Group admits errors in energy tax report
A Harrisburg group said on Thursday there are flaws in its report on corporate income taxes paid by energy companies drilling for natural gas in Pennsylvania's mile-deep Marcellus shale formation.
The Pennsylvania Budget and Policy Center's report, "Representation without Taxation: How Natural Gas Producers Escape Taxes in Pennsylvania," overestimated how frequently firms use their status as limited-liability companies to pay the state's 3.07 percent personal income tax, instead of the much higher 9.99 percent net corporation income tax, a center spokesman said.
"As soon as we realized there was a problem, we corrected it, and we posted it to our website," said spokesman Chris Lilienthal.
The correction notes that individuals and corporations receive profits through an energy company limited liability corporation or limited partnership, meaning a mix of personal and corporate taxes are paid. The original version said energy companies could avoid paying corporate income tax "altogether" as an LLC or LP.
Errors in the report, which relies on 2008 tax data collected by the state Department of Revenue, go deeper than that, said Elizabeth Brassell, a spokeswoman for the Department of Revenue.
The center's researchers relied on flawed mathematical calculations, Brassell said.
She said because of high interest, the department plans to release a report soon about tax revenues generated by Marcellus shale drilling operations. That report, however, likely won't pinpoint how much energy companies pay in corporate and personal income taxes.
Travis Windle, a spokesman for the Marcellus Shale Coalition, an industry group, said PBPC used "blatantly wrong and faulty information" to drive its political agenda, a charge PBPC denies.
The board of directors that runs the center is made up of labor union and public university officials. It is advocating for state lawmakers to impose a severance tax on natural gas drillers, which has been controversial.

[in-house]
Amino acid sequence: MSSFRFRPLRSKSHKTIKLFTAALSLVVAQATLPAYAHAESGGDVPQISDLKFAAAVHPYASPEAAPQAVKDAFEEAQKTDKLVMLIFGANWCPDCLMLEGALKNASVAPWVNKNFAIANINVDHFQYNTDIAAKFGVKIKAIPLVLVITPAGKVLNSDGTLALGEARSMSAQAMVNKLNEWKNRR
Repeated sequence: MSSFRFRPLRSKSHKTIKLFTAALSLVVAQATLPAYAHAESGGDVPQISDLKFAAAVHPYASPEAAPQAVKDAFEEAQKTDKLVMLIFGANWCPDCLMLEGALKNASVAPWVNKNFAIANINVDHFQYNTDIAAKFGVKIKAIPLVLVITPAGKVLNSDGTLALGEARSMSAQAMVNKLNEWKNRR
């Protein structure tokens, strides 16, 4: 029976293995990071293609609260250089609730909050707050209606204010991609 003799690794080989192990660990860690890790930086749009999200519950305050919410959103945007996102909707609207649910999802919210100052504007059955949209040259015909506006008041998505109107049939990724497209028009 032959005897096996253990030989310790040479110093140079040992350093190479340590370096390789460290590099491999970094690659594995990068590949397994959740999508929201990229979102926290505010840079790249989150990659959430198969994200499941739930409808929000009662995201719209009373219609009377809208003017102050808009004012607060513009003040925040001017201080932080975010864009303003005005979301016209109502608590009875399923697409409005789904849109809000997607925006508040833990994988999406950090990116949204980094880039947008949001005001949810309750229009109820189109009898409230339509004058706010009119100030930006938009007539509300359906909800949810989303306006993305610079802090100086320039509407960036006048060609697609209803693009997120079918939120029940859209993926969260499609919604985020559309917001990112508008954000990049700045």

Show commenting policy
TribLive commenting policy
You are solely responsible for your comments and by using TribLive.com you agree to our Terms of Service.
We moderate comments. Our goal is to provide substantive commentary for a general readership. By screening submissions, we provide a space where readers can share intelligent and informed commentary that enhances the quality of our news and information.
While most comments will be posted if they are on-topic and not abusive, moderating decisions are subjective. We will make them as carefully and consistently as we can. Because of the volume of reader comments, we cannot review individual moderation decisions with readers.
We value thoughtful comments representing a range of views that make their point quickly and politely. We make an effort to protect discussions from repeated comments either by the same reader or different readers.
We follow the same standards for taste as the daily newspaper. A few things we won't tolerate: personal attacks, obscenity, vulgarity, profanity (including expletives and letters followed by dashes), commercial promotion, impersonations, incoherence, proselytizing and SHOUTING. Don't include URLs to Web sites.
We do not edit comments. They are either approved or deleted. We reserve the right to edit a comment that is quoted or excerpted in an article. In this case, we may fix spelling and punctuation.
We welcome strong opinions and criticism of our work, but we don't want comments to become bogged down with discussions of our policies and we will moderate accordingly.
We appreciate it when readers and people quoted in articles or blog posts point out errors of fact or emphasis and will investigate all assertions. But these suggestions should be sent via e-mail. To avoid distracting other readers, we won't publish comments that suggest a correction. Instead, corrections will be made in a blog post or in an article.
- Officials dissent on whether offices can prohibit, charge to photograph public record documents
- ‘Free’ wine kiosk initiative costs state Liquor Control Board $300K
- State court blocks release of emails between Freeh investigators, AG’s office
- Nonprofit tax break proposal may get Pa. Senate committee vote this week
- Senate Finance Committee advances amendment that could affect nonprofit taxes